Seth Thomas Electric Clock Repair

Bill’s Clockworks repairs electric Seth Thomas clocks made from the 1930s through the 1960s. We give a one-year warranty on electric clock repair.

Average Prices for Overhaul With One-Year Warranty

Electric clock with Westminster (quarter-hour) chime: $950 - $1300

Electric clock with hour & half hour strike: $750 - $900

Electric time only or alarm clock: $250 - $500

If the motor is bad, add $100 - $150 (often the motor is good, and just needs servicing, included in the pricing above)

Sometimes there are many worn-out gears, which will add to the repair cost. I have to take apart and clean the movement to see how worn the gears are.

These prices apply to repair of the movement. Any case work will be extra.

The motor in a chime clock is often good. The usual reason that these clocks stop running is that there is wear in the bearings caused by many years of use. This wear, along with dried up oil, causes so much friction that the motor cannot turn.

Seth Thomas electric chime clockRear of Seth Thomas electric chime clock showing the movement and chime rods
Above: Example of a Seth Thomas electric clock with Westminster chime. This clock was made in 1949. See my blog post, Seth Thomas Electric Chiming Mantel Clock – Simsbury-1 E for more about this clock. This clock chimes every quarter hour on four of the chime rods, and strikes the hour on the longest chime rod.
Seth Thomas Cathay electric alarm clockMovement of Seth Thomas Cathay electric alarm clock
Above: an example of a Seth Thomas electric alarm clock. This is the Cathay model, made in 1955. See my blog post, Seth Thomas "Cathay 3" Electric Alarm Clock for more about this clock.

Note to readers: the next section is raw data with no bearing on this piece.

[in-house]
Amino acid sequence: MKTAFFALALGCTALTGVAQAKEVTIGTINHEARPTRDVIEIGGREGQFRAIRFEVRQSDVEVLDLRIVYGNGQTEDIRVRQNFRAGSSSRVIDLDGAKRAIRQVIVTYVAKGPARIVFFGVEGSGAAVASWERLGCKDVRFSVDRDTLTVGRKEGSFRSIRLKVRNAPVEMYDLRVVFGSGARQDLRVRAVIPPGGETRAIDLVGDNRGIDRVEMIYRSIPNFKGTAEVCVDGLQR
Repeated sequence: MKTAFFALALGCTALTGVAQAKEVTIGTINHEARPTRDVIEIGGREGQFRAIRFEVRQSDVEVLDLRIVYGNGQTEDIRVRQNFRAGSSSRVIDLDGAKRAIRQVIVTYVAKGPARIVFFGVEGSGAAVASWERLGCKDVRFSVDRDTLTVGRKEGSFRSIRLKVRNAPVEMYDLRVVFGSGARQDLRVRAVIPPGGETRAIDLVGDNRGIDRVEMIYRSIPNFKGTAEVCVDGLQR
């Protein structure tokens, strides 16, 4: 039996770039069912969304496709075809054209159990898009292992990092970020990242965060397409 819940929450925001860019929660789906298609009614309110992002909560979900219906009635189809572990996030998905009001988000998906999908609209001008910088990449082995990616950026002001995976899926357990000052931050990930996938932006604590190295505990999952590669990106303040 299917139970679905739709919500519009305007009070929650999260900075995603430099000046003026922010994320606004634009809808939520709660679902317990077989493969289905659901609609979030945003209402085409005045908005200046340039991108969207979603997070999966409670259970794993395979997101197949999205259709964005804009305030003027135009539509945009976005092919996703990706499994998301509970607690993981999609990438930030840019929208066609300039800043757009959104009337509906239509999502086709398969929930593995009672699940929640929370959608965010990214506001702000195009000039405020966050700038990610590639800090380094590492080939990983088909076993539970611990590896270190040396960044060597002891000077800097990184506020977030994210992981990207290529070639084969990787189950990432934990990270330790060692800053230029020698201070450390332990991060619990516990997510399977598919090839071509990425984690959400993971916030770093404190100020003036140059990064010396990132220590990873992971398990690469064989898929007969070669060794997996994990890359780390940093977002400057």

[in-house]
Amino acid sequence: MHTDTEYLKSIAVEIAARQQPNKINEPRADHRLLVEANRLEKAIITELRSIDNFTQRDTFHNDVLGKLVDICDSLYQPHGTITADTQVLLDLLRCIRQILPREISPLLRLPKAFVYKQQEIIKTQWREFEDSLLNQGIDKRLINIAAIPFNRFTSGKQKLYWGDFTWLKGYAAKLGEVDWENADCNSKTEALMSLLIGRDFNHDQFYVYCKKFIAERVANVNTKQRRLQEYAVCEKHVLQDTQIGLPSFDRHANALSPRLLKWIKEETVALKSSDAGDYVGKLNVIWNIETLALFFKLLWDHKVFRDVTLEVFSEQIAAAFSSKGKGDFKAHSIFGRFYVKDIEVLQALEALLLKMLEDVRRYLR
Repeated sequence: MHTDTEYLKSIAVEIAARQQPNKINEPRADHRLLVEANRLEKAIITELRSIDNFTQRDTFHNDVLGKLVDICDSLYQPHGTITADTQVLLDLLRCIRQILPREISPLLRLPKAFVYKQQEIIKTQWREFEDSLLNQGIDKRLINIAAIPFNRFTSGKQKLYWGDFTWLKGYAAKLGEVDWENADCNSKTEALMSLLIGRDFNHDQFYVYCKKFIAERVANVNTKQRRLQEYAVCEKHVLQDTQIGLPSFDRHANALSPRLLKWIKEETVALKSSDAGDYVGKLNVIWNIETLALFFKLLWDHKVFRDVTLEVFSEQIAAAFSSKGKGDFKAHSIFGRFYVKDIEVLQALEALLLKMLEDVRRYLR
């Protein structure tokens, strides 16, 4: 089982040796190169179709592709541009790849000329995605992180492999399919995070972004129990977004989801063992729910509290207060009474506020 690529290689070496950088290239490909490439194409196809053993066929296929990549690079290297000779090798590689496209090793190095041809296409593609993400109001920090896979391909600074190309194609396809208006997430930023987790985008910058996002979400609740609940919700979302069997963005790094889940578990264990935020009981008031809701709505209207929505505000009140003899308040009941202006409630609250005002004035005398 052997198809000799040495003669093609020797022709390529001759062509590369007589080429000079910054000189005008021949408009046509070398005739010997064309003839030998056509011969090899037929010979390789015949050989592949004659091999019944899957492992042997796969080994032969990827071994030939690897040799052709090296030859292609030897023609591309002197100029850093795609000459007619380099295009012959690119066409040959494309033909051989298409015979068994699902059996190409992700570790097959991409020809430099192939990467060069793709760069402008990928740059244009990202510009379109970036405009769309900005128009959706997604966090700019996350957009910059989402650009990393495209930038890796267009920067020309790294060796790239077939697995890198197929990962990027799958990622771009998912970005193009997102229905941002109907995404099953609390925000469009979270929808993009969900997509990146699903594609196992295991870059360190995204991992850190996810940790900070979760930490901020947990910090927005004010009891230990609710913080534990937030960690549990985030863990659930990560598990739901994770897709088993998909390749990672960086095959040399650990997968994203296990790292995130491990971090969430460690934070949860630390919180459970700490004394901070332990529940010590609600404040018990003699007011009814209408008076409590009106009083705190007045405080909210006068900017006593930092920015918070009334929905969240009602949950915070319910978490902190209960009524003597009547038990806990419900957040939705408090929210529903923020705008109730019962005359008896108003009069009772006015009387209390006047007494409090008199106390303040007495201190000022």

Our repair backlog is about 3 - 5 months. Please contact us about sending a clock for repair.

Packing a Strike or Chime Clock for Shipping

Before packing the clock, put padding around the hammers, gong or chime rods inside the clock to immobilize them. It is important that the chime rods inside be padded so they won’t vibrate during shipping (or they might break off).¬†Wrap the entire clock in several layers of bubble wrap. Use a box that gives 2 - 3 inches space around the wrapped clock on ALL sides. Put a 2 - 3 inch layer of foam packing peanuts in the bottom of the box. Put in the clock and fill the space firmly with packing peanuts. There should be a slight pressure when closing the box to keep the clock from moving around. Packing peanuts provide the best support for the clock, I've had the glass lens break when paper filler is used instead.

Note: Many packing places today (such as The UPS Store) don't use packing peanuts anymore. In this case, wrap the clock in bubble wrap 4 to 6 inches thick; then 3 or 4 inches of firmly wadded brown paper will provide good padding between the wrapped clock and the box.

History of Seth Thomas Clock Company